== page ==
So today I have been looking through Psalm 3 in preparation for a small group bible study this Sunday. I help to run the youth group at the Church I work at (narrowly avoided calling myself a ‘youth pastor’ there, did you notice?). This Sunday I am going to share my story with the young people, so they can get to know me and, more importantly, get to know God. I think that our stories each, in different ways, emphasise something of the character of God.
The trouble is, sometimes we reduce the Gospel down a three-step program:
- I was a filthy heathen
- God changed my wicked ways
- Now I’m a good boy, I wear beige trousers and attend Church every sunday
You know, something like that.
Trouble is, the Gospel is rarely this simple. I mean, thats the story so often taught in Church, but I have come to realise that wasn’t actually my story.
When I first met God, what I really needed was rescue. I wasn’t a bad kid. I did my homework, I went to bed on time, I didn’t smoke, drink or do drugs. I paid attention in class and I answered the questions the teachers asked. By all accounts I was a good kid. I wasn’t an addicted homeless person. I wasn’t a lecherous party-animal. I stayed in and read books. Good kid.
But when I met God, I needed to be rescued. Not from any mess of my own making, but the hell I experienced at the hands of others. In that season of my life I didn’t care about the fact that I was born a sinner. What does it matter that Jesus died for my sins? My sins weren’t the ones ruining my life!
High school was ruining my life. The cruel mockery of the playground. The taunts and jeers in the locker room. The apathetic indifference of the teachers.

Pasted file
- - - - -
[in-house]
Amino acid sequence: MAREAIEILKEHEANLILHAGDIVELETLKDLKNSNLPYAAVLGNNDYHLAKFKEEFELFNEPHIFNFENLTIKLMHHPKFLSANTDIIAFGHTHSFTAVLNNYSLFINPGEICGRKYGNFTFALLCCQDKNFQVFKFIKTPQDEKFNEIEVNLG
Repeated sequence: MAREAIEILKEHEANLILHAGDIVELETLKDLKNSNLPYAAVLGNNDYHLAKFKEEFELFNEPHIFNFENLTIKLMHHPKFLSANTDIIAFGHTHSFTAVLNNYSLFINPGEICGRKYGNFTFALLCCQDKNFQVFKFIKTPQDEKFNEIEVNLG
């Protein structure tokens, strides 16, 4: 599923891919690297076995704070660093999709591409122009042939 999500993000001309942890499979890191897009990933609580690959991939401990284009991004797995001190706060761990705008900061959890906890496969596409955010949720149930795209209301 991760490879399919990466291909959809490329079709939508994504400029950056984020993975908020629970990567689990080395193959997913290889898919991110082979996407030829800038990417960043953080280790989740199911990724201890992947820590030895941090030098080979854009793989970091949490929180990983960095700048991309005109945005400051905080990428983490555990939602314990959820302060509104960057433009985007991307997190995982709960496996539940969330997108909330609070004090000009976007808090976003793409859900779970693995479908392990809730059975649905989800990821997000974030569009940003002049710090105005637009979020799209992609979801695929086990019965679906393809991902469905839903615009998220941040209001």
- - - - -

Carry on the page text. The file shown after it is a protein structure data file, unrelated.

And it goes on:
My peers, in a very real sense, built up their sense of identity and community by putting me down.
I wasn’t the sinner. I was the one being sinned against.
So I needed to be rescued. I needed someone to walk into my life and fight my battles. I needed someone to hold me up when life beat me down. I needed someone who could hit back when I couldn’t.
Psalm 3 is King David’s prayer to God when he was under threat from his son, Absalom, who had managed to undermine the king all over the country and gather a large following. Personally, my favourite line is the second half of Verse 7:
For you strike all my enemies on the cheek;you break the teeth of the wicked.
Is it wrong to want God to do this for us? Is it evil to want God to stand up for us, to fight for us?
I mean, that’s how I first met him. That’s why I first prayed to him and trusted him. I believed he could get me through when nothing else could. It’s like God reached into my life and pulled me up from a deep pit.
Did I know I was a sinner then? Did I even care? All I knew was a firm hand holding onto my heart.
Somewhat like David, I heard stories of how so many people had been kept safe by God, in Scripture and amongst the friends I had. Is was their stories that showed me what God was like.
Yes, it is where God’s power meets our weakness that he is most glorious. I couldn’t stand up for myself, but God stood for me and was truly a shield and lifter of my head.
In reading this Psalm I am really challenged over how I tell the story of God. In this prayer, David does not confess any sin. He doesn’t tell God he’s sorry for doing anything bad. He just asks God to save him from his son’s army. That existential salvation is what I knew when I first met God. Maybe I’m not the only one who needs that? Maybe God needs to be more than a forgiver of sins to all of us.